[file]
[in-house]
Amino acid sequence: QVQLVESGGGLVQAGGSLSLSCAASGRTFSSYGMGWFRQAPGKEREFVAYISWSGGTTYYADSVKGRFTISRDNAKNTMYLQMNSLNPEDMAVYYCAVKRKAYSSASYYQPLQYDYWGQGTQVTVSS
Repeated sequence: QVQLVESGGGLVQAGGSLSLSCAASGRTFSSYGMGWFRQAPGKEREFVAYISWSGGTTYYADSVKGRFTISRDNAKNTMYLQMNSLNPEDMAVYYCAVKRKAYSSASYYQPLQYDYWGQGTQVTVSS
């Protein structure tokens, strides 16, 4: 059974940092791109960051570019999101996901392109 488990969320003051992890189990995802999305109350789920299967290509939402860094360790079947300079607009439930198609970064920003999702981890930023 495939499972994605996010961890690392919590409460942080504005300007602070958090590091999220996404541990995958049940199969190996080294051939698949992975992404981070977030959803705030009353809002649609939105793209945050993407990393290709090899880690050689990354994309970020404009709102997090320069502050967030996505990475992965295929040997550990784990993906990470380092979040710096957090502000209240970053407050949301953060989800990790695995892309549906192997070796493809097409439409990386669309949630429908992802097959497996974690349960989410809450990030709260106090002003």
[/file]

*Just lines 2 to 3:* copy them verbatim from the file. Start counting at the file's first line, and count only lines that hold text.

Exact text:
Amino acid sequence: QVQLVESGGGLVQAGGSLSLSCAASGRTFSSYGMGWFRQAPGKEREFVAYISWSGGTTYYADSVKGRFTISRDNAKNTMYLQMNSLNPEDMAVYYCAVKRKAYSSASYYQPLQYDYWGQGTQVTVSS
Repeated sequence: QVQLVESGGGLVQAGGSLSLSCAASGRTFSSYGMGWFRQAPGKEREFVAYISWSGGTTYYADSVKGRFTISRDNAKNTMYLQMNSLNPEDMAVYYCAVKRKAYSSASYYQPLQYDYWGQGTQVTVSS